The property must be subject to execution to prove fraudulent conveyance. Morse v. Andrews, 112 Vt. 456, 457, 28 A.2d 393, 394 (1942); Darling v. Ricker, 68 Vt. 471, 473, 35 A. 376, 377 (1896); Prout v. Vaughn, 52 Vt. 451, 459 (1880); Foster v. McGregor, 11 Vt. 595, 596 (1839). There was no evidence introduced below showing that the property in question is exempt from execution, as in Abbadessa v. Tegu, 122 Vt. 338, 340, 173 A.2d 153, 154-55 (1961). However, the burden of establishing that the property is subject to execution lies with the plaintiff, Darling v. Ricker, supra, 68 Vt. at 474, 35 A. at 377, and she has not met it by mere inference from the defendant's failure to show exemption.

The third element of fraudulent conveyance is proof of the nature of any consideration passing in respect of the debtor's conveyance. Our law has long distinguished between the proof necessary where the property passes for adequate consideration, and where the transfer is "voluntary" or without such consideration. Ludlow Savings Bank & Trust Co. v. Knight, 92 Vt. 171, 172-73, 102 A. 51, 51-52 (1917); Lynch's Administrator v. Murray, 86 Vt. 1, 9, 83 A. 746, 748-49 (1912); Fair Haven Marble & Marbleized Slate Co. v. Owens, supra, 69 Vt. at 249, 37 A. at 750; Wilson v. Spear, 68 Vt. 145, 148, 34 A. 429, 430 (1895).

Where the transfer is for consideration, the creditor must show that the grantor-debtor and the grantee knowingly participated in the fraudulent conveyance. Rose v. Morrell, supra, and cases cited therein. On the other hand, where the conveyance is without adequate consideration, the creditor may avoid the transfer with proof of the grantor's fraud alone. Farmer's National Bank v. Thomson, supra ; E. Corey & Co. v. Morrill, supra, 71 Vt. at 56, 42 A. at 977-78; Wilson v. Spear, supra, and cases cited there.

The plaintiff asserts that she has established that the defendant's transfer was without consideration and, therefore, voluntary. Her proof below consisted of the introduction into evidence of the property transfer tax return filed with the deed of conveyance, showing only that the transfer was a "corrective deed" and therefore exempt from the tax. Relying upon the case of McKinstry v. Collins, 74 Vt. 147, 154, 52 A. 438, 440 (1902), the plaintiff maintains that this proof raises a presumption that the transfer was without consideration. Unlike the recital of consideration in deeds, which often may be other than the amount actually passing, Brackett v. Wait, 6 Vt. 411, 426 (1834), the information contained on the tax return is made under oath on the personal knowledge of the signatory, and hence deserving of the presumptive accuracy accorded death certificates in the McKinstry case. The presumption raised by the tax return information on the issue of consideration may be fairly rebutted, but no such evidence has been brought to this Court's attention. The plaintiff has the burden of establishing that the transfer was voluntary. See Vilas v. Seith, 108 Vt. 18, 22, 183 A. 854, 856 (1936). She has met it with the proof here offered as the tax return indicates that consideration did not pass between the parties. 32 V.S.A. § 9603(4) and (5).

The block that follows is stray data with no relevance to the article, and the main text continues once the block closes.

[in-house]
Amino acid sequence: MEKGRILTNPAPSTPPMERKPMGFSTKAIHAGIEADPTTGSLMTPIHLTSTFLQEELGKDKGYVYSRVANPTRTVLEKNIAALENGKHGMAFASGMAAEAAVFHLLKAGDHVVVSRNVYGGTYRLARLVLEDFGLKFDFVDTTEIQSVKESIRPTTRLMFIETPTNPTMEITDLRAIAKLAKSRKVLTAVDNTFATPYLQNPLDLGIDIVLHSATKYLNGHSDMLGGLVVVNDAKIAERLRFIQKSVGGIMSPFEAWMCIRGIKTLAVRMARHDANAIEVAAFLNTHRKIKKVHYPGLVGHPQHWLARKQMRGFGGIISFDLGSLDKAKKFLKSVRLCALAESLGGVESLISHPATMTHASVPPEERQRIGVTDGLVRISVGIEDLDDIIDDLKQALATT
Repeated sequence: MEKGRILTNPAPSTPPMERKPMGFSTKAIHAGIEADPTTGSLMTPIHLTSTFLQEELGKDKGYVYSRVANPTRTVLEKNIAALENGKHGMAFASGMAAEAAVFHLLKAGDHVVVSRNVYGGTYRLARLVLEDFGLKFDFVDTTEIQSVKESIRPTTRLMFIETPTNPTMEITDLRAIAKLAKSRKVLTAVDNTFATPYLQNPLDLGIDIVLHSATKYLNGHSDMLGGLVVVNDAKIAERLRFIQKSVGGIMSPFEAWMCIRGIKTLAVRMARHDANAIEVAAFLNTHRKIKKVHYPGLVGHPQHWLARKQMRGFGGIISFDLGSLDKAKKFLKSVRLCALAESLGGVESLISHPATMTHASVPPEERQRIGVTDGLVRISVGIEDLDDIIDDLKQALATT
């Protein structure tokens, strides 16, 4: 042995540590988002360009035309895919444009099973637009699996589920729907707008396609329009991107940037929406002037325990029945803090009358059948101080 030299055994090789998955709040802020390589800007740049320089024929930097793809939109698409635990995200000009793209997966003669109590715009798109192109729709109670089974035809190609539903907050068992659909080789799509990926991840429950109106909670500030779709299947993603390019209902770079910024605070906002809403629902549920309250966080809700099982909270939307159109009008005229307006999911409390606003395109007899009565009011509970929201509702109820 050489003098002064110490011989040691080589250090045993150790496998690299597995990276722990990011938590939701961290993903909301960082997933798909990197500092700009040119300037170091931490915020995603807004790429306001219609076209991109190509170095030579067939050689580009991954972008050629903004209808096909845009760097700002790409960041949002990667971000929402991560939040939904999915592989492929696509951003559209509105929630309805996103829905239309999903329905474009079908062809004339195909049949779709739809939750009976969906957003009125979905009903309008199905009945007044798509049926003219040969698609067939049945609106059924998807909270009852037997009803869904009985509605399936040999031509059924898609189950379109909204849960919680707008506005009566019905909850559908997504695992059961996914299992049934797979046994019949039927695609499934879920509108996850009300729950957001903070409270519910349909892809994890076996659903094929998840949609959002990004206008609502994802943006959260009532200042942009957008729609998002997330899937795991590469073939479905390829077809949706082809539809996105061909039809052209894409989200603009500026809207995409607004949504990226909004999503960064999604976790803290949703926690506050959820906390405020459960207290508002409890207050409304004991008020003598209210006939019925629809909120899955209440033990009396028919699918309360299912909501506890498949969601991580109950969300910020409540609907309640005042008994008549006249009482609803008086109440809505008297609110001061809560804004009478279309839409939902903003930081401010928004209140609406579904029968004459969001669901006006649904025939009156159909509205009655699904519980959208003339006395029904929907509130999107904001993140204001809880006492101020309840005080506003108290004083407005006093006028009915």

The fourth element which the plaintiff must establish is the defendant's fraud. The plaintiff asserts that proof of a pre-existing debt and a voluntary transfer is sufficient to raise a presumption that the transfer was fraudulent. She has mistakenly relied upon certain dicta in Jones v. Williams, 94 Vt. 175, 180, 109 A. 803, 805 (1920), in which the Court stated on the authority of foreign cases the following:

It is very generally held that a voluntary conveyance by one indebted is presumptively fraudulent as against existing creditors, and that the burden is on those who seek to sustain it as a valid transfer to prove that the grantor retained other property or means adequate to pay his debts and discharge his obligations.

However, the Court expressly reserved decision on this issue in Jones. Id. at 180-81, 109 A. at 805.

The fraud of a voluntary grantor may be an actual fraudulent purpose, or the fraud which the law imputes to him from the condition of his estate and the necessary consequence of his act. . . . It is only in cases where no actual fraud appears that the conveyance can be sustained on the ground that the grantor retained sufficient property to satisfy his debts.

Wilson v. Spear, supra. No evidence is shown which indicates an actual fraudulent purpose here. Therefore, "(t)he question here is whether, on the facts . . . the law will impute fraud to . . . (the defendant) from the condition of his estate, and the necessary consequence of his act, regardless of any actual fraudulent intent or purpose on his part," Vilas v. Seith, 108 Vt. 526, 529, 189 A. 862, 863 (1937), "since the law in no case presumes fraud." Vilas v. Seith, supra, 108 Vt. at 22, 183 A. at 856.

In Vilas v. Seith, supra, ...